Additional Information.
Please access these Web sites via the online version of this summary at
• World Health Organization links to general information on malaria plus specific information on rectal artesunate
• MedlinePlus encyclopedia entry on malaria
• US Centers for Disease Control and Prevention information on malaria for patients and professionals
• Wikipedia pages on malaria and artemisinin (note that Wikipedia is a free online encyclopedia that anyone can edit)
PMCID: PMC1664603  PMID: 17132053
12.  Declining in efficacy of a three-day combination regimen of mefloquine-artesunate in a multi-drug resistance area along the Thai-Myanmar border 
Malaria Journal  2010;9:273.
Declining in clinical efficacy of artesunate-mefloquine combination has been documented in areas along the eastern border (Thai-Cambodian) of Thailand. In the present study, the clinical efficacy of the three-day combination regimen of artesunate-mefloquine as first-line treatment for acute uncomplicated falciparum malaria in Thailand was monitored in an area along the western border (Thai-Myanmar) of the country.
A total of 150 Burmese patients (85 males and 65 females) aged between 16 and 50 years who were attending the Mae Tao clinic, Mae-Sot, Tak Province, and presenting with symptomatic acute uncomplicated Plasmodium falciparum malaria were included into the study. Patients were treated initially (day 0) with 4 mg/kg body weight artesunate and 15 mg/kg body weight mefloquine. The dose regimen on day 2 was 4 mg/kg body weight artesunate and 10 mg/kg body weight mefloquine. On day 3, artesunate at the dose of 4 mg/kg body weight was given with 0.6 mg/kg body weight primaquine. Whole blood mefloquine and plasma artesunate and dihydroartemisinin (active plasma metabolite of artesunate) concentrations following treatment were determined by high performance liquid chromatography (HPLC) and liquid chromatography-mass spectrometry (LCMS), respectively.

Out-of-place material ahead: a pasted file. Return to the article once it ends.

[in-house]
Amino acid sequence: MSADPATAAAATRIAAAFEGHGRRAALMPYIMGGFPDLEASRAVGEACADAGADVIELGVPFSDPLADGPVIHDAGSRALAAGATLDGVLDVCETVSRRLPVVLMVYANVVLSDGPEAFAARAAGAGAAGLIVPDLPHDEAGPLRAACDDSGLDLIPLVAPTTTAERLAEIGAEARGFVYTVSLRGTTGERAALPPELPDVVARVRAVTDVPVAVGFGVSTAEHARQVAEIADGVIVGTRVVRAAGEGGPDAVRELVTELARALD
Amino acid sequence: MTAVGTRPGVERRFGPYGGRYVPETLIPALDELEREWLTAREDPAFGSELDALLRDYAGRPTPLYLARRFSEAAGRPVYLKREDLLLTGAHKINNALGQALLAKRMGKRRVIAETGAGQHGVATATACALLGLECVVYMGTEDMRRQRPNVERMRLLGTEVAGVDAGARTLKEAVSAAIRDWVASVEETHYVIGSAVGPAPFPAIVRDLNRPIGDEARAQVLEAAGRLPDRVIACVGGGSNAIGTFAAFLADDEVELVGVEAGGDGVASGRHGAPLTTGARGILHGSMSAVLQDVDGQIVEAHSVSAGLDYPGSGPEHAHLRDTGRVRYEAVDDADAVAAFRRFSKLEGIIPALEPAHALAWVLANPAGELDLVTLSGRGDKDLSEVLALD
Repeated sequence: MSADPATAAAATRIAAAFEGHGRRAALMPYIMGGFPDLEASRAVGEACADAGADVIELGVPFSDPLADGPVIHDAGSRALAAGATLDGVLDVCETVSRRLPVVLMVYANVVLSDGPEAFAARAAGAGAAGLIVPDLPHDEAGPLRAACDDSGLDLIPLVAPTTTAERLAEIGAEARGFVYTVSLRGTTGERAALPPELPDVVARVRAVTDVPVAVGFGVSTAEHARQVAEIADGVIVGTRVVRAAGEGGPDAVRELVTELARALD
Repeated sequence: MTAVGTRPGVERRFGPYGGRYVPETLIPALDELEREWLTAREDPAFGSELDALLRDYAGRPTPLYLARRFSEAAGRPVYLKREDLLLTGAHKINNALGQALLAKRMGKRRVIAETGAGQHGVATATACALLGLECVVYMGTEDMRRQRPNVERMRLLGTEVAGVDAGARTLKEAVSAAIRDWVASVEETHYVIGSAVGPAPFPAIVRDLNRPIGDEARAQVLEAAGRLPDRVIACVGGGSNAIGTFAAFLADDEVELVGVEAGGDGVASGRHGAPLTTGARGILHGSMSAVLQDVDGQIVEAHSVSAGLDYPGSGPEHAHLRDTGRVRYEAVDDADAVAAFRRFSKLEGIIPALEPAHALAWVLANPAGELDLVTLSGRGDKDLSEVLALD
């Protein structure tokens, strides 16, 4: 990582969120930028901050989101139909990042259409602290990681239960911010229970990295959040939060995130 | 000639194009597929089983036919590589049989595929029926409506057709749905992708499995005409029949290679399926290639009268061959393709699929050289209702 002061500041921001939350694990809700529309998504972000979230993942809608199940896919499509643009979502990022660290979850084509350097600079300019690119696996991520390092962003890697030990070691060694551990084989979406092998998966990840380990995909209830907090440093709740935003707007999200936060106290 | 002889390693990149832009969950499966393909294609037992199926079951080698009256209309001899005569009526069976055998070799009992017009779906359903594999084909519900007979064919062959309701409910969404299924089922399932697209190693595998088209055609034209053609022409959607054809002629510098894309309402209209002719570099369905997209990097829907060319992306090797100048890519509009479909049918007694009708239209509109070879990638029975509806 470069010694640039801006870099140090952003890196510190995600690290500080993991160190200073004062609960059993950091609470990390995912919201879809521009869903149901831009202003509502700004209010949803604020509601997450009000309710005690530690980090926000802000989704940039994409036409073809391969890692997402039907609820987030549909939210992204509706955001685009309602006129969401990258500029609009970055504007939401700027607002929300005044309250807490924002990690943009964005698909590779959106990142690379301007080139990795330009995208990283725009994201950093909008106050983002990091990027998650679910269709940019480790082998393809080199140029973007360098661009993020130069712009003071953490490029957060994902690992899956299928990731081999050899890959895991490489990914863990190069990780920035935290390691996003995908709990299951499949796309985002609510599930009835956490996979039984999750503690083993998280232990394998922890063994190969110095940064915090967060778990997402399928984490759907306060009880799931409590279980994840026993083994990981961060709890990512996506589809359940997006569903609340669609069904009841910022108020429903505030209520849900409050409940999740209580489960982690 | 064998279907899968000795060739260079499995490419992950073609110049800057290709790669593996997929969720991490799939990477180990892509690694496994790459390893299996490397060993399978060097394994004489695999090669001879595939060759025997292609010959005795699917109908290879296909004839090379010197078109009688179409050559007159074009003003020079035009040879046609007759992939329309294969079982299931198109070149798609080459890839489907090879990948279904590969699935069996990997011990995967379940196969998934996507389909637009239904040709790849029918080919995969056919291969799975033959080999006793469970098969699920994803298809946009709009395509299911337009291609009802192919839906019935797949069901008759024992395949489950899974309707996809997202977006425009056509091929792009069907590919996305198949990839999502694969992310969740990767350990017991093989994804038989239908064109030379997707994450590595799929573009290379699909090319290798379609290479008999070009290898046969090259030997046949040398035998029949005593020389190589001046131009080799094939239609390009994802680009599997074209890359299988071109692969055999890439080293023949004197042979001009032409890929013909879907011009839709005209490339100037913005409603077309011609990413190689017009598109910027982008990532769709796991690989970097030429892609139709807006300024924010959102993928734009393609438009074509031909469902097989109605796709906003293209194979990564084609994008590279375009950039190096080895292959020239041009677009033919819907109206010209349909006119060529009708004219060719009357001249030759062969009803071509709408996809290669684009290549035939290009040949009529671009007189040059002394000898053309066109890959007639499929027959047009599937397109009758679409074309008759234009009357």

Thirty-four cases had recrudescence during days 7 and 42. Five and 5 cases, respectively had reinfection with P. falciparum and reappearance of Plasmodium vivax in their peripheral blood during follow-up. The Kaplan-Meier estimate of the 42-and 28-day efficacy rates of this combination regimen were 72.58% (95% CI: 63.20-79.07%) and 83.06 (95% CI 76.14-94.40%), respectively. Parasite clearance time (PCT) and fever clearance time (FCT) were significantly prolonged in patients with treatment failure compared with those with sensitive response [median (95% CI) values for PCT 32.0 (20.0-48.0) vs 24.0 (14.0-32.0) hr and FCT 30.0 (22.0-42.0) vs 26.0 (18.0-36.0) hr; p < 0.005]. Whole blood mefloquine concentrations on days 1, 7 and 14 in patients with sensitive and recrudescence response were comparable. Although plasma concentration of dihydroartemisinin at 1 hour of treatment was significantly lower in patients with recrudescence compared with sensitive response [mean (95% CI) 456 (215-875) vs 525 (452-599) ng/ml; p < 0.001], the proportion of patients with recrudescence who had relatively low (compared with the lower limit of 95% CI defined in the sensitive group) was significantly smaller than that of the sensitive group.
Although pharmacokinetic (ethnic-related) factors including resistance of P. falciparum to mefloquine contribute to some treatment failure following treatment with a three-day combination regimen of artesunate-mefloquine, results suggest that artesunate resistance may be emerging at the Thai-Myanmar border.
PMCID: PMC2959072  PMID: 20929590
13.  Spread of Artemisinin Resistance in Plasmodium falciparum Malaria 
The New England journal of medicine  2014;371(5):411-423.
Artemisinin resistance in Plasmodium falciparum has emerged in Southeast Asia and now poses a threat to the control and elimination of malaria. Mapping the geographic extent of resistance is essential for planning containment and elimination strategies.
Between May 2011 and April 2013, we enrolled 1241 adults and children with acute, uncomplicated falciparum malaria in an open-label trial at 15 sites in 10 countries (7 in Asia and 3 in Africa). Patients received artesunate, administered orally at a daily dose of either 2 mg per kilogram of body weight per day or 4 mg per kilogram, for 3 days, followed by a standard 3-day course of artemisinin-based combination therapy. Parasite counts in peripheral-blood samples were measured every 6 hours, and the parasite clearance half-lives were determined.